Callie and my father in 2011.
With the story of a child born in Bethlehem and the miracle of the Maccabees with the wick of the menorah burning for 8 days as they fought off the Greeks, this is the season of miracles.
This time of year, there is so much talk about miracles and yet, I believe we misunderstand miracles.
Miracles do not happen simply because we want them to happen or we are good people. Miracles will always surprise us.
The truth is that miracles must be earned, and they require immense bravery, diligence and just the right amount of insanity since the prerequisite for all miracles is believing in the impossible. And so, getting a miracle often means rejecting logic and rationality in the pursuit what is not supposed to happen.
When Cal was diagnosed, I remember how a nun named Sister Alice at the Children's Hospital of Philadelphia, who worked in the hospital's ministry, tried to comfort me by telling me I needed to believe in miracles. The idea that Sister Alice, who had spent decades working at CHOP and had witnessed so much suffering, could believe in miracles made me question Sister's sanity. My daughter was going to die. All I could see was grief and loss and the idea of hope made me ache. Cal's diagnosis had showed me the true nature of the world: miracles are not real.
It would be two years after Cal's diagnosis when I would understand what Sister Alice meant. My late father, who was deeply religious, had been angry with me for accepting the doctor's predictions about Cal. He longed to believe a miracle would save Cal. I was angry with my father for not accepting science and the truth.
The note that changed everything for me was an email from a doctor in Omaha, Nebraska, who was writing to me about two children named Giovanni and Cecelia Price. I had written to ask the doctor's opinion about a gene therapy to treat MLD. Cal's doctor, Amy Waldman, had encouraged me to use the money we had raised from selling cupcakes to help families get to this clinical trial in Millan, Italy. Dr. Waldman had been so impressed by the preliminary results published in the journal Science. As a scientist and a doctor, Dr. Waldman was convinced she could vanguish leukodystrophy one day. To Dr. Waldman, miracles would take dedication and thinking beyond what was possible, but, she believed, curing Cal's disease would happen.
I thought Dr. Waldman was overly optimistic and she had, most assuredly, overestimated my bravery. If I could not save Cal, I could not see how I could help another child. But Dr. Waldman, believed in my courage when I did not think I had any.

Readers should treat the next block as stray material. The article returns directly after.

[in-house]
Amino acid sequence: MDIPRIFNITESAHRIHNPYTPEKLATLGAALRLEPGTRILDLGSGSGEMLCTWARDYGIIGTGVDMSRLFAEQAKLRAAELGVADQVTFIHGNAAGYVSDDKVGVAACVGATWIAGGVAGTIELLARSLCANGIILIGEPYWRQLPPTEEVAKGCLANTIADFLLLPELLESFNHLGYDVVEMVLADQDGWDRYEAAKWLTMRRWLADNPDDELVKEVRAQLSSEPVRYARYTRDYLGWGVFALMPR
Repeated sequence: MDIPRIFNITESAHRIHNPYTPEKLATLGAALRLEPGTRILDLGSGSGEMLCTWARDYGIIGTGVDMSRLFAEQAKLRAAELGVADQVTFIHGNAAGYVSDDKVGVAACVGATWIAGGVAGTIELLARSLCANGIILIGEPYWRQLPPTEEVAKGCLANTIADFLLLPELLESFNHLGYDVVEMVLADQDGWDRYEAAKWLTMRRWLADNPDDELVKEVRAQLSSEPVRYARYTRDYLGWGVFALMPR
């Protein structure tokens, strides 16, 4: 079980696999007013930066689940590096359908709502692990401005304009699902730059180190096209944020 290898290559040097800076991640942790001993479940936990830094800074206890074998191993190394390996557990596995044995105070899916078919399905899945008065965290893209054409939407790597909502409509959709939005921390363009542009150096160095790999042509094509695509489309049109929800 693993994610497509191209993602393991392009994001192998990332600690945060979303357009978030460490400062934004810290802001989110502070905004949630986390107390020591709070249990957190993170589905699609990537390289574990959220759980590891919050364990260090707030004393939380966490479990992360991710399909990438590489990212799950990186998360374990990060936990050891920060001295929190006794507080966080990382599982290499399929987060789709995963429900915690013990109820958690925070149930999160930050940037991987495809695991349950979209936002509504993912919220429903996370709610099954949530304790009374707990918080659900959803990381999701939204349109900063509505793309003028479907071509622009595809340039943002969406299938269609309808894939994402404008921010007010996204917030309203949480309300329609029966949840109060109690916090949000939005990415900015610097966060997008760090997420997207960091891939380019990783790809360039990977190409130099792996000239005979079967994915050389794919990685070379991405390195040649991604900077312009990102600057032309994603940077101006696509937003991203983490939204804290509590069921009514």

The truth was, I did not want to believe in this treatment, it was heartbreaking to imagine we had missed our chance to help Cal. Besides, everyone had heard the stories about gene therapy, it was dangerous and had killed that boy at the University of Pennsylvania. Using the HIV virus to correct a broken gene sounded like madness.
So when I wrote to that doctor in Omaha, I had expected to hear skepticism and caution. Dealing with doctors, I knew they were trained to manage expectations. Hope is something that must be dispensed in carefully measured quantities. In the leukodystrohy world, hope was not a word most doctors used.
And yet, the email I received that day was nothing I could have imagined. It read:
I sent Giovanni to Italy about 3 years ago and he is still asymptomatic. As you know, this is indeed a miracle. He was the second MLD child ever treated with gene therapy and he is still running around and playing like a normal boy. Now I look forward to Cecelia responding equally well when she gets treated.
Here was a doctor telling me that this was indeed a miracle. The thought of a miracle and Cal's disease being used in the same sentence made me dizzy.
I emailed Giovanni's mother Amy and asked her to send me a photo of her boy. Within minutes Amy replied, she apologized for the quality of the image and that she could not record a video. But, in the photo was a smiling, handsome Giovanni, standing in a place that looked like his yard and he was with another boy, his friend, I guessed, and Giovanni was holding a scooter. The boys had been playing.
Cal and Giovanni were the same age and had the same disease. A child with MLD standing, playing outside with a friend, and holding a scooter should be impossible.
Then something happened to me, it was this overwhelming sense of witnessing something amazing and truly miraculous.
Can I tell you what it feels like to witness a miracle? It hurts, it is this electric shock of pain, that isn't unbearable and passes quickly. This new pain makes you forget how to get air in your your body, and you can't move.You feel as if you are floating away even though you can't control your muscles. And, as you take in the truth of a miracle, the dull, throbbing pain of every day watching Cal with this disease ends, and gets replaced by this sense that nothing else matters because you have seen something you believed was impossible. And you feel something divine and beyond you and you feel like more than yourself, but, not yourself at all. And, for a moment, I could see that Cal's suffering would change the world, and that there was some purpose in it all. This was more than me and Cal and my family...it was every child who had come before her and would come after her. I didn't feel like I used to before Cal was sick, but I was calm, and happy, even with the awareness of my grief.
That day I ran out of the office and I spent an hour preparing a box for the Price Family. I included cupcake stickers, buttons, t-shirts, wristbands, an i-Pad for the long months in the hospital so Amy Price could communicate with the outside world